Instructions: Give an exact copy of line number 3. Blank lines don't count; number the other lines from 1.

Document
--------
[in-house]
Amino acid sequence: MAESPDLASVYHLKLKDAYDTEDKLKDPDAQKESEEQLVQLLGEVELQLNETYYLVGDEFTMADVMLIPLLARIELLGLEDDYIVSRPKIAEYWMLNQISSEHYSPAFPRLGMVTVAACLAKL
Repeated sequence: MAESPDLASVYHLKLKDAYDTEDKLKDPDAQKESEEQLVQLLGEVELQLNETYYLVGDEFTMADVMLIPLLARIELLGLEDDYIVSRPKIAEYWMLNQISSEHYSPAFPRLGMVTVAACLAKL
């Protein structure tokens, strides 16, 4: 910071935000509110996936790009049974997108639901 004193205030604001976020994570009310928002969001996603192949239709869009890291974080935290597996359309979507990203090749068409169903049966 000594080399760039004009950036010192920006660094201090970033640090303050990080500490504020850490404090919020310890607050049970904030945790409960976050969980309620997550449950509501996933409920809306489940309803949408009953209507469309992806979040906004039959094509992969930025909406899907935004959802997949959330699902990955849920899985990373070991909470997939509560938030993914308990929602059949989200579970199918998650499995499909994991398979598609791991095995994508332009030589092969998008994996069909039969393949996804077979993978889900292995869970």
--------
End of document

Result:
Repeated sequence: MAESPDLASVYHLKLKDAYDTEDKLKDPDAQKESEEQLVQLLGEVELQLNETYYLVGDEFTMADVMLIPLLARIELLGLEDDYIVSRPKIAEYWMLNQISSEHYSPAFPRLGMVTVAACLAKL